Matthew Boileaux.

John de Hale, May 2, 11 Edward II.

Richard de Wolveston, Oct. 13, 23 Edward III.

John Saucy.

David Macguerd or Maynard, 27 Edward III.

Alan de Stokes, April 16, 4 Richard II.

John Boor, January 1, 17 Richard II.

Nicholas Slake, September 28, 18 Richard II.

William Lochard, February 24, 11 Henry IV.

Adam Moleyns, or Molyneoux, 1439, made bishop of Chichester, 1445.

Peter Stucle, 24 Henry VI.

Robert Knollys, February 20, l Edward IV.

To this list the following may be added:

Dr. Thomas Bagh, in 1535. He was living in 1553.

The following is from Veysey’s Valor, 1536.

Decanatus sive capella Regia de Beryan, unde Dominus Rex est fundator ubi Thomas Bagh est Decanus et Rector £58 8 2½ £0 0 0
Reotoria de Beryan 4 17 2½ 0 0 0
Prebenda ibidem de Trethyny, Johannes Byase 7 0 0 0 14 0
" de Respewell, Johannes Westcott 7 6 8 0 14 8
Parva Prebenda ibidem, Johannes Longe 2 0 0 0 4 0
Cantaria ibidem, Benedictus Phellype 5 0 0 0 10 0

The college shared in the general suppression, and the following pensions were paid, anno. 1553: to Thomas Bauge (Bagh) dean, £25 17 4; to William Woodward, £5; to Philip John, £4 10; to Lewis Jenkins, £2; to Robert Whitster, £2.

John Gayer and William Fairchild occur successively as incumbents towards the end of the reign of Elizabeth.

—— Murry was dean by the grant of James I, when Prince Henry appears to have successfully asserted his right of patronage.

Dr. Robert Creighton was dean in 1637. He was chaplain to Charles I., and II.

Dr John Weeks, 1645. He had been chaplain to Archbishop Laud, and held the deanery until his death.

Dr. Seth Ward. He was also bishop of Exeter, 1662, and it is said that he procured the deanery to be settled for ever on the see, by the king’s letters patent.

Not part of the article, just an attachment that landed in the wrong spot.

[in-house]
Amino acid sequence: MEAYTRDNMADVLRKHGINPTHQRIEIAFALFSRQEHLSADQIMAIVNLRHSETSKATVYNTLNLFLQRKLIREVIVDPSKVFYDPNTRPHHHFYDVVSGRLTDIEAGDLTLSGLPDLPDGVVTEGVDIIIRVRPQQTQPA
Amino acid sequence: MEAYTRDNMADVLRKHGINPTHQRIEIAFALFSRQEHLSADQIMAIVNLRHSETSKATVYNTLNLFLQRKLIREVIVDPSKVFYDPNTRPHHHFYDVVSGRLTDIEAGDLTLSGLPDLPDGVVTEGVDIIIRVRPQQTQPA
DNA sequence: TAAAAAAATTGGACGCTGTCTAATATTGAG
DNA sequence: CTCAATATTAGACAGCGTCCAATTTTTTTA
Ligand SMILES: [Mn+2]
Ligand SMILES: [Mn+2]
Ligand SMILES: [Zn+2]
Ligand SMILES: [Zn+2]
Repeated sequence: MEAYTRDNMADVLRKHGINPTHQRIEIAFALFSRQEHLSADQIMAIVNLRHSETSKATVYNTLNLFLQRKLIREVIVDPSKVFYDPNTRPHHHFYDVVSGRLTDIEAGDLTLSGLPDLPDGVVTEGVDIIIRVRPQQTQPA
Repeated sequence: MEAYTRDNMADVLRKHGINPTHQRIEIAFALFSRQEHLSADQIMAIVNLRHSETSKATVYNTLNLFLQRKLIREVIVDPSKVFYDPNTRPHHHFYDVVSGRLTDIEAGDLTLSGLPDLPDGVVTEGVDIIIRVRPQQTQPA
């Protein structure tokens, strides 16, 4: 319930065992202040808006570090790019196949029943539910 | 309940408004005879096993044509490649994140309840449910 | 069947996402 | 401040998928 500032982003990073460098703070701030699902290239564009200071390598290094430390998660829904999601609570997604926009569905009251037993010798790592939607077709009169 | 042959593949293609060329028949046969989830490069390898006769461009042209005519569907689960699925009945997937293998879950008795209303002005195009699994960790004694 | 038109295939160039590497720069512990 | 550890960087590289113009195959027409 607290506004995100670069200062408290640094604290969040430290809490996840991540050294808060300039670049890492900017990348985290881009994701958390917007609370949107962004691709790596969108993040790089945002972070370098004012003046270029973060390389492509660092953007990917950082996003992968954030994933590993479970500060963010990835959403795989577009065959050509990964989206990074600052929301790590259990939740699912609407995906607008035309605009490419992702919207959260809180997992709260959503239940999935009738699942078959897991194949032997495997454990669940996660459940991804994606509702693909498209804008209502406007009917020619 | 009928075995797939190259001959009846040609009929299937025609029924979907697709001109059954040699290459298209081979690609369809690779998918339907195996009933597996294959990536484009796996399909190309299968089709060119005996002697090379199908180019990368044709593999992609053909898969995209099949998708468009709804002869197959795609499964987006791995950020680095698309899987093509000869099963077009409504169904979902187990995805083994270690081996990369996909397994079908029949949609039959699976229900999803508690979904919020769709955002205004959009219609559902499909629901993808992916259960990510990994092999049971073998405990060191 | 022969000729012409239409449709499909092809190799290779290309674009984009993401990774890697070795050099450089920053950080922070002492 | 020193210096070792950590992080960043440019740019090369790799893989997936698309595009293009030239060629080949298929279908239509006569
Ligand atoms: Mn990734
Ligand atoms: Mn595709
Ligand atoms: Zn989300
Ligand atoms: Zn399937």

Dr. Anthony Sparrow succeeded in 1667.

Dr. Thomas Lamplugh in 1676. He leased the tithes of S. Burian, March 30, 1683, to Hugh Jones, Esq., of Penrose, and Francis Paynter, gent., of Boskenna, for three years. Rent £240, payable February 2.

Dr. Sir Jonathan Trelawny in 1688; on whose translation, in 1707, to Winchester, the deanery became separated from the see of Exeter.

John, Harris, clerk of the closet to the Princess of Wales, was dean August 11, 1717, when the present oval and ungraceful seal was provided. It presents a burlesque figure of Athelston, with the legend “sigil. pecvl: ivrisdic. dec. stæ. berianæ. 1717.”

Arthur Ashley Sykes, D.D., February, 1739, which he held till his death, November 23, 1756.

The Hon. Dr. Nicholas Boscawen, December 8, 20 George II, 1746, He died at Quendon, Essex, July 4, 1793.

Samuel Alford, October, 1793. He died August, 1799.

Henry Jenkins, D.D., August 9, 1799, by H.R.H. George, Prince of Wales, who established the right of the duchy as against the crown. He died December 21, 1817.

The Hon. and Rev. Fitz-roy Henry Richard Stanhope was preferred in 1817. At his demise in 1864, the deanery, which comprised the parishes of S. Burian, Sennen, and S. Levan ceased to exist, and those parishes became separate and independent rectories.

The Rev. Thomas Borlase Coulson, nephew to the late high sheriff, is the present rector of S. Burian, under whose superintendence a commodious and appropriate residence is now being built, 1866.